No they are absolutely not. Warfarin is an anticoagulant drug that inhibits process of coagulation while aspirin only works as platelets aggregation inhibitor and it can’t stop the process of coagulation.
Warfarin inhibits enzyme vitamin K reductase, resulting in the inhibition of synthesis of vitamin K-dependent coagulation factors II, VII, IX, and X and anticoagulant proteins S and C with further inhibition of prothormbin and thus thrombin and fibrin synthesis.
Aspirin works different. It is irreversible inhibitor of cyclooxygenase in thrombocytes that prevents synthesis of thromboxane A2 in platelets. Since platelets lost ability to produce new proteins, anti-aggregative effects remains during platelets life which is about 7-10 days.
Difference between aspirin and warfarin
Except their difference in mechanism of action, which is described above, there are also other differences.
Despite high therapy effectiveness compared to aspirin, warfarin has several limitations. It has many interactions with drugs and also with some foods such as leaf vegetable that contain large amounts of vitamin K1 which is warfarin’s antidote. Also, warfarin dosing has to be completely individual. To ensure that a correct and safe dose is taken, blood testing and INR counting should be performed during warfarin’s therapy. INR is value that quantifies warfarin’s activity.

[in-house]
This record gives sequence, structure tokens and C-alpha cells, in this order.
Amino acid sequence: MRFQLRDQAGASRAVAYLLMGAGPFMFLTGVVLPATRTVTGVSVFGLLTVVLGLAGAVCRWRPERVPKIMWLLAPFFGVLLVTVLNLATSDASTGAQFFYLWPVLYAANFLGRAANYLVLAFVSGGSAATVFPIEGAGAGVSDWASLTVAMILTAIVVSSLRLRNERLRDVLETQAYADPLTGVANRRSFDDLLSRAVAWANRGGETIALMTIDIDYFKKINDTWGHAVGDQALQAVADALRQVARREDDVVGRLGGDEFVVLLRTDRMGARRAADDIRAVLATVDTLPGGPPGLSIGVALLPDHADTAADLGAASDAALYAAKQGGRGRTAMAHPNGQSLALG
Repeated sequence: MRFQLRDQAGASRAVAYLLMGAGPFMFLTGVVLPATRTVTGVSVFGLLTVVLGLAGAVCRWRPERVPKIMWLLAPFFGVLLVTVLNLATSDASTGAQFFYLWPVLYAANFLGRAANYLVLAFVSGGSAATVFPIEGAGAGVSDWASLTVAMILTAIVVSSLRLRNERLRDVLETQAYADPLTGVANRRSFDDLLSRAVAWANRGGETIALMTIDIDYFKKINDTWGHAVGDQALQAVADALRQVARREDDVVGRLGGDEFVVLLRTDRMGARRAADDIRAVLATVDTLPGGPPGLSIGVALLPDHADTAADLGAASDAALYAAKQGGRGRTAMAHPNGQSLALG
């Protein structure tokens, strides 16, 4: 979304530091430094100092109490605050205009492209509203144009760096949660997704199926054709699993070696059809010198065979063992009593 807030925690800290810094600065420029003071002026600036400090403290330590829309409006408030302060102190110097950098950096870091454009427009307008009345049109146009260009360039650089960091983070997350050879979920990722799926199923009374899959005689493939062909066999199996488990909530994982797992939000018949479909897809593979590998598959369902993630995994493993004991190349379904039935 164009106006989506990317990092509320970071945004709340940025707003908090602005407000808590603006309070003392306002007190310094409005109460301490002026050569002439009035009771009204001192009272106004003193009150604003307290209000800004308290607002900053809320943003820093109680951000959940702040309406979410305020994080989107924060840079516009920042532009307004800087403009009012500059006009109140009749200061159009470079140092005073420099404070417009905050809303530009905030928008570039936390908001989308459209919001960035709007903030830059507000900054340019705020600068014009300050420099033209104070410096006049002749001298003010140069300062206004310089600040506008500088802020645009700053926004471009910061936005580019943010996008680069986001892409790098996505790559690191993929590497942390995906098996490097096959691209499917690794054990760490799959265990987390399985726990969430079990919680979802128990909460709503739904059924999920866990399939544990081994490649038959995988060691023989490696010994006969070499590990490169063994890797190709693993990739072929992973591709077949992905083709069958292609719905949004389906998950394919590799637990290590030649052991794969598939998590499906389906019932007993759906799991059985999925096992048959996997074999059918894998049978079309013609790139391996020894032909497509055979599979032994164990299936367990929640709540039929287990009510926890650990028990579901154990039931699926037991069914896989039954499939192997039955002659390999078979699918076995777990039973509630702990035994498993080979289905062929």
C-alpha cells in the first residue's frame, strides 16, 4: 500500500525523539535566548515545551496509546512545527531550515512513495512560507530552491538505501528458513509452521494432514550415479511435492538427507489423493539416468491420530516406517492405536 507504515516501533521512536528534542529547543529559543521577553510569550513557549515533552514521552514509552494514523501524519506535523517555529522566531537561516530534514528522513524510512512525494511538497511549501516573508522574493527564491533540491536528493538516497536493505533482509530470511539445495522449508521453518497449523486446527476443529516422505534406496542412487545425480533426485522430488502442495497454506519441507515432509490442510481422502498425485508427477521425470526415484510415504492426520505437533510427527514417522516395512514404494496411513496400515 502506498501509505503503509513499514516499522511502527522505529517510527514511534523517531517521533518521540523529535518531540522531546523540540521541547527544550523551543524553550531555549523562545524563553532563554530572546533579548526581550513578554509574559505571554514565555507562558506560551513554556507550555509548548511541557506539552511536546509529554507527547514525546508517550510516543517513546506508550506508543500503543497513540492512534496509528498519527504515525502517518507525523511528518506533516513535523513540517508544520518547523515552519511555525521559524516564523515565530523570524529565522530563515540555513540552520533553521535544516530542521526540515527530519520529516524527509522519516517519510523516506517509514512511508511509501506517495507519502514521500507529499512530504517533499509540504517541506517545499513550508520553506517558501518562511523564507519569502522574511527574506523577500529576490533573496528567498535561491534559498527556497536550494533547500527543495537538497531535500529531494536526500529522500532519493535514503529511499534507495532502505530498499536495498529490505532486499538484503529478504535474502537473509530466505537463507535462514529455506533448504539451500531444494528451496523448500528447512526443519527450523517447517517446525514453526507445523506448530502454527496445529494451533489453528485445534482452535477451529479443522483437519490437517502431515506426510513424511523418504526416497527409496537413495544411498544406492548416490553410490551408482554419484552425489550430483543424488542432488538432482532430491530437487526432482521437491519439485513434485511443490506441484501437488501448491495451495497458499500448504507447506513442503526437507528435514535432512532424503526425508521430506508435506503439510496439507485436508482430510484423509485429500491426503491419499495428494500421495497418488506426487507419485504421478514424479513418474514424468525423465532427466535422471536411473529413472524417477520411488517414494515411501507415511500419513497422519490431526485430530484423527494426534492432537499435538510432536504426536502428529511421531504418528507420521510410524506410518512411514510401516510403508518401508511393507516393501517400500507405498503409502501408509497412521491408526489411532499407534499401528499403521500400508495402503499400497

A high INR value will influence patients to have increased risk of bleeding, while an INR values below the expectance may indicate that warfarin dose is inadequate to protect against thromboembolic events.
Patients on anticoagulant therapy have to carry an information card so first responders are aware of the situation. If anticoagulants are switched, this should be updated to the card or medical alert bracelet, as having the wrong data can be dangerous in patient care.